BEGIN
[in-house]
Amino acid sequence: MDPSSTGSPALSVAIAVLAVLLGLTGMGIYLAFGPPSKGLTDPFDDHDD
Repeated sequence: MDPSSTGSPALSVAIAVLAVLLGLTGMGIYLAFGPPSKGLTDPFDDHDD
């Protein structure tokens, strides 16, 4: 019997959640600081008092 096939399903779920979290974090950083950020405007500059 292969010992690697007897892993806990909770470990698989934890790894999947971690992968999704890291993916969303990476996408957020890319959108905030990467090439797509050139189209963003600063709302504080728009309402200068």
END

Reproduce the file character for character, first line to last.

[in-house]
Amino acid sequence: MDPSSTGSPALSVAIAVLAVLLGLTGMGIYLAFGPPSKGLTDPFDDHDD
Repeated sequence: MDPSSTGSPALSVAIAVLAVLLGLTGMGIYLAFGPPSKGLTDPFDDHDD
């Protein structure tokens, strides 16, 4: 019997959640600081008092 096939399903779920979290974090950083950020405007500059 292969010992690697007897892993806990909770470990698989934890790894999947971690992968999704890291993916969303990476996408957020890319959108905030990467090439797509050139189209963003600063709302504080728009309402200068």